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on the night of the 26th instant, and moved northward in two columns on the morning of the 27th. He also reports that all attempts to cross the Combahee have so far failed. General Taylor reports that the enemy, in some force, came towards Clinton from Baton Rouge and Bayou Sara, and returned. Activity is reported on the Mississippi river, troops going up and down. Most of Thomas's army are reported to have marched west from Columbia to Clinton, on the Tennessee river. A portioClinton, on the Tennessee river. A portion of these forces, including A. J. Smith's, are said to be in the vicinity of Huntsville and Eastport. No change in the fleet off Mobile.--The enemy are still leaving Pascagoula. Destructive fire at Summit, Mississippi. On Friday morning, an accidental fire occurred at Summit, Mississippi, on the New Orleans, Jackson and Great Northern railroad, which destroyed twenty-three houses and six hundred bales of cotton, together with a quantity of commissary and other stores.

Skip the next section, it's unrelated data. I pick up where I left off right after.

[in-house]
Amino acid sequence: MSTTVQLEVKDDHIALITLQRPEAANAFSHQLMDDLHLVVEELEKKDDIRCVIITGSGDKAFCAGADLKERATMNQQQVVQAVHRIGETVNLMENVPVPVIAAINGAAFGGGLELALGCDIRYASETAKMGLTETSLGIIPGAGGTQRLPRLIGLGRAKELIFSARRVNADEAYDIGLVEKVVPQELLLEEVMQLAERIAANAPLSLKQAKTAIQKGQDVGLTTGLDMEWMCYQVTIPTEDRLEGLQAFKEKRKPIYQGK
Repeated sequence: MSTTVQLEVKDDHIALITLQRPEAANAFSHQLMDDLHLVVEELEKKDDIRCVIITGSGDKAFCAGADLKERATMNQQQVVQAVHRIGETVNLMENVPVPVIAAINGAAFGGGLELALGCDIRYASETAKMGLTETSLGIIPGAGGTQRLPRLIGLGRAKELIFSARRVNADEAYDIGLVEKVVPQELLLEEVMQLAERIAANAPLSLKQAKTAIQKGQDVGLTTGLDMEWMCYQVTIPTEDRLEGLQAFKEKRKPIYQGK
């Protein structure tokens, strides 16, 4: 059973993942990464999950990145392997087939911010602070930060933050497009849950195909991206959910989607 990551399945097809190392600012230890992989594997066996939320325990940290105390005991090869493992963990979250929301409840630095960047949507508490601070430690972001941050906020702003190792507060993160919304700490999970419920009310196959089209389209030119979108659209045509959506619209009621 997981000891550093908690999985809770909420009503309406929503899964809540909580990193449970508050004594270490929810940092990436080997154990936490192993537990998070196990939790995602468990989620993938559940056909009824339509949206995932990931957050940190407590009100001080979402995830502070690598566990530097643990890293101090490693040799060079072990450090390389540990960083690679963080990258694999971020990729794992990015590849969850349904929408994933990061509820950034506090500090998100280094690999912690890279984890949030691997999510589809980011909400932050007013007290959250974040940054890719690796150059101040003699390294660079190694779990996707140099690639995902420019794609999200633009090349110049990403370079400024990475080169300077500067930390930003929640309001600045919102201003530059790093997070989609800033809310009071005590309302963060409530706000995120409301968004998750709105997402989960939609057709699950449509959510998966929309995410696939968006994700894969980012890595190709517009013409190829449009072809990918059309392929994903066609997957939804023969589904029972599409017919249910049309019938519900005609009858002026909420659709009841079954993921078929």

It appears that the Yankees work the negroes they have freed very hard.--Some ladies of Clinton were, a few days ago, down near Baton Rouge, and saw some Yankee negroes in the forest cutting wood. "Why are you not taking Christmas?" they asked. "We can't," answered the negroes. "Dey charges us fur every day we misses, and if we don't work we'll starve." "How much wood do you have to cut a day?" the ladies asked. "Three cords," was the reply. The sons of Africa labor under a very agreeable delusion when they understand by liberty freedom from work. The Yankee, of all others, is the very instructor to free them from this pleasant error. What an ingenious way he has of leading his sable disciples along the flowery path to Freedom ! No more bondage; no more right of one human being in another. Art thou not a man and a brother? take that axe and cut me three cords a day, and at the end of the week call up and reap the rewards of your labor. Only every day you devote to fr
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